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Spotted Hyaena

Not dogs or cats!

Download fact sheet (0.33MB PDF)

Hyaenas are biologically closer to cats but behaviourally closer to dogs. In fact…they’re neither.

Description: The Spotted Hyaena has a spotted coat and is the largest of the three hyaena species. The hyaena has a large head, large ears, long front legs and shorter back legs with a back that slopes down from the shoulder to the tail. It can be difficult to distinguish the females from the males. Females are also larger than the males.

Diet: Hyaenas are carnivores and eat a wide range of animals, including wildebeest, zebra, gazelles when hunting in packs and ground birds. Spotted Hyaenas will steal prey from cheetah or even lions if they are in a pack. They are also very good scavengers and their digestive system allows them to eat all parts of the animal—meat, skin and bone.

In the wild: Spotted Hyaenas live in large groups called ‘clans’ that may have up to 100 individuals. Females are dominant over males which take no part in the rearing of the young. Hyaenas often compete with lions over territory and food.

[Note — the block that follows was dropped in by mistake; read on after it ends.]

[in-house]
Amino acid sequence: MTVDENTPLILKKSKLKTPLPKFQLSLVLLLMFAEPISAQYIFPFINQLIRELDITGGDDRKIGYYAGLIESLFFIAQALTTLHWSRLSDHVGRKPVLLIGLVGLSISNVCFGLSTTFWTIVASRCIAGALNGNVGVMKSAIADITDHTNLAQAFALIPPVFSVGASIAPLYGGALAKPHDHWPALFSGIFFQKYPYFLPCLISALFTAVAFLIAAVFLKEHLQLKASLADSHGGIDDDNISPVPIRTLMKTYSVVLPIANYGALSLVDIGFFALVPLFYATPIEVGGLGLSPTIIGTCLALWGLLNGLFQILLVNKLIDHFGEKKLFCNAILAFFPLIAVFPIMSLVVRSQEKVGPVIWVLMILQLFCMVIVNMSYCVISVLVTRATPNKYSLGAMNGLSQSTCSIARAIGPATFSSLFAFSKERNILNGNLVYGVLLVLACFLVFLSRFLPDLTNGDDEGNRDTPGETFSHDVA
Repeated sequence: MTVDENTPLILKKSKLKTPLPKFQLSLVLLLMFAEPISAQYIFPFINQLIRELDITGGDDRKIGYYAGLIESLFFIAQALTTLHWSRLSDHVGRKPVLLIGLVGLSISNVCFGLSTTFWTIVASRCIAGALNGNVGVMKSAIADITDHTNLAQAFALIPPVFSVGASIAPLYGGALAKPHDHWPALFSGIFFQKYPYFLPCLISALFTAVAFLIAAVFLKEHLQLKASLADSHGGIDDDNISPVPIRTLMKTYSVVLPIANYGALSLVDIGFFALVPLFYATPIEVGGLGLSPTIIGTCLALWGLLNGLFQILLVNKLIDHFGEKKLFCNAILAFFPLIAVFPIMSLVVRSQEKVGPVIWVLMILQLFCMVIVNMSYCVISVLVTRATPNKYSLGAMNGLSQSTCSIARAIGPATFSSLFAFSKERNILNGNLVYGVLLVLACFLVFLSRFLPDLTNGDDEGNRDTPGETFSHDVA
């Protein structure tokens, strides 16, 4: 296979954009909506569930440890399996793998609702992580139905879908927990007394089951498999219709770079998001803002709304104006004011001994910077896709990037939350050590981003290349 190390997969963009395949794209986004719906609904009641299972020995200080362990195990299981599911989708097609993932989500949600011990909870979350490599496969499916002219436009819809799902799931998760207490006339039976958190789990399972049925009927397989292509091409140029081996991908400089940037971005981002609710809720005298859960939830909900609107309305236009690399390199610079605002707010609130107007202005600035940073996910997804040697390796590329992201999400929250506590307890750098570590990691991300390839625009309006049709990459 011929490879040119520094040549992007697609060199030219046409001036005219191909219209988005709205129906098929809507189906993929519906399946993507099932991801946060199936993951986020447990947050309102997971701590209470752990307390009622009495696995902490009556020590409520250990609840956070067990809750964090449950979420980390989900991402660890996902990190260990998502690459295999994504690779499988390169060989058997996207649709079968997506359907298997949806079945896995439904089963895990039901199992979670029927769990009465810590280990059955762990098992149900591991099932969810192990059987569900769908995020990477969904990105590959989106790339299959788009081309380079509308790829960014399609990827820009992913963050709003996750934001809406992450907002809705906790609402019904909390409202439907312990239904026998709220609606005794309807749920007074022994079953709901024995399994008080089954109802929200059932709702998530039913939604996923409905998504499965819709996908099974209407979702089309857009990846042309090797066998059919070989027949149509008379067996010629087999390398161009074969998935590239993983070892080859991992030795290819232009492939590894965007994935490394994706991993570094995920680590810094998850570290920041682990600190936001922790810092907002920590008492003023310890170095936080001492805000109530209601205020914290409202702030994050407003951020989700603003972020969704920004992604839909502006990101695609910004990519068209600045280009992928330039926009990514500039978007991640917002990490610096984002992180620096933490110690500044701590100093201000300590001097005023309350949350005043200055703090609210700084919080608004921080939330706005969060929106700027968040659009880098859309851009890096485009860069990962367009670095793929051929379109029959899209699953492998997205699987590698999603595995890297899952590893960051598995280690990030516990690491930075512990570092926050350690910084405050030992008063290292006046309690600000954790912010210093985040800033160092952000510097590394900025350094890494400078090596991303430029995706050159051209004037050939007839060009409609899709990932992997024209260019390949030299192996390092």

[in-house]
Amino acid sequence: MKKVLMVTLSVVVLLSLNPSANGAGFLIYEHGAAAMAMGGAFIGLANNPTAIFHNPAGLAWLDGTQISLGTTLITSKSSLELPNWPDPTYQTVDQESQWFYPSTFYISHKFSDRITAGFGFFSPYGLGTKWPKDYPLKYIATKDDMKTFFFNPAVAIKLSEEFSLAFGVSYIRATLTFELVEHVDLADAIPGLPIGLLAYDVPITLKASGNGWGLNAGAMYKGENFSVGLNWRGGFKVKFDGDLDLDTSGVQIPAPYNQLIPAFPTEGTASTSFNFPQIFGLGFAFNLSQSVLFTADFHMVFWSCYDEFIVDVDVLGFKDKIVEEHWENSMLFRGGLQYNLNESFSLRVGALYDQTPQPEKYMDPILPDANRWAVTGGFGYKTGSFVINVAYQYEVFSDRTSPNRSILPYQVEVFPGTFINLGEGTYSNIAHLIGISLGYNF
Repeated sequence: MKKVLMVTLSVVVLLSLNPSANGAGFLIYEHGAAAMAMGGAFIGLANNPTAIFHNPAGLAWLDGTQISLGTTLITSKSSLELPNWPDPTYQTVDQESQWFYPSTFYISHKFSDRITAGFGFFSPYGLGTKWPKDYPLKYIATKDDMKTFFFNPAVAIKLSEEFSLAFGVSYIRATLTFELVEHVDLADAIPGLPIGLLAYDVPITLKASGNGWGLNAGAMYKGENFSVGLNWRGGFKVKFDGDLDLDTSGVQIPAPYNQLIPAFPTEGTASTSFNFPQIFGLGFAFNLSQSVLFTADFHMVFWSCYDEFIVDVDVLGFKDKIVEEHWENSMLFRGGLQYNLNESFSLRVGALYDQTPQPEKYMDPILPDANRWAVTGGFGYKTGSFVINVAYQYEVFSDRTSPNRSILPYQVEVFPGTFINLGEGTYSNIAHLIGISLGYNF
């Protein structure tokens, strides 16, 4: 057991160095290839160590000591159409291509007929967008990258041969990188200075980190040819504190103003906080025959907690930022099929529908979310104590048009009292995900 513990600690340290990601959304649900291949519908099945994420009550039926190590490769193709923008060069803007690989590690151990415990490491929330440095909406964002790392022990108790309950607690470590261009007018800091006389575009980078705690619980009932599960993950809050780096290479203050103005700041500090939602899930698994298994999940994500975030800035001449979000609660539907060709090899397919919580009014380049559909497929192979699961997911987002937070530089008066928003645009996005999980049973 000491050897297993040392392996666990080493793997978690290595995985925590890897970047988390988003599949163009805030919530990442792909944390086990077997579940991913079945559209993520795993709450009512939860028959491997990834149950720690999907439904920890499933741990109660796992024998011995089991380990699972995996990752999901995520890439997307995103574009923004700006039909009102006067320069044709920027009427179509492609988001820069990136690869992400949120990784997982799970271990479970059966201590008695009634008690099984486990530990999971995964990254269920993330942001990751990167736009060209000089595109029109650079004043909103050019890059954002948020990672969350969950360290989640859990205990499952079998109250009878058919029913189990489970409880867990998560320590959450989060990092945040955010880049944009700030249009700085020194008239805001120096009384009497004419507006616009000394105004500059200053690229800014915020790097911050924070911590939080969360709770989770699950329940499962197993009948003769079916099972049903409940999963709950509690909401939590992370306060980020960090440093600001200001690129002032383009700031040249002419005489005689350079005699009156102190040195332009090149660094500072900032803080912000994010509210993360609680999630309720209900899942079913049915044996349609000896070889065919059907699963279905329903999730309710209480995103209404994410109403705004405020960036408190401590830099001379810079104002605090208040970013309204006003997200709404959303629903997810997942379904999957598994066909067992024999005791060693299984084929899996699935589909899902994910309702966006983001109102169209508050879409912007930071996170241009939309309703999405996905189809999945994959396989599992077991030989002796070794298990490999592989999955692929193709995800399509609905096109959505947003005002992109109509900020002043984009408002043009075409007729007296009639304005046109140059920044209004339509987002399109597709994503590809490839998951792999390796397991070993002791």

Threats: Because of reduced habitat and natural food sources, hyaenas will kill livestock, provoking conflict between farmers and hyaenas.

Did you know?

Hyenas make a variety of vocalisations, including wailing calls, howling screams and the well-known 'laughter' used to alert other clan members up to three miles away of a food source.

Precinct
African Savannah
Scientific name
Crocuta crocuta
Conservation status
Least Concern
Body length
1.5–1.7 m
Weight
62–75 kg
Class
Mammal
Gestation
100 days
Number of young
1-3
Distribution
Central and southern Africa
Habitat
Flat, grassy plains
Region
Africa

From the blog

Cleaning a Hyaena's Teeth

Where you can find me

Where you can find me

Map of Perth Zoo highlighting the African Savannah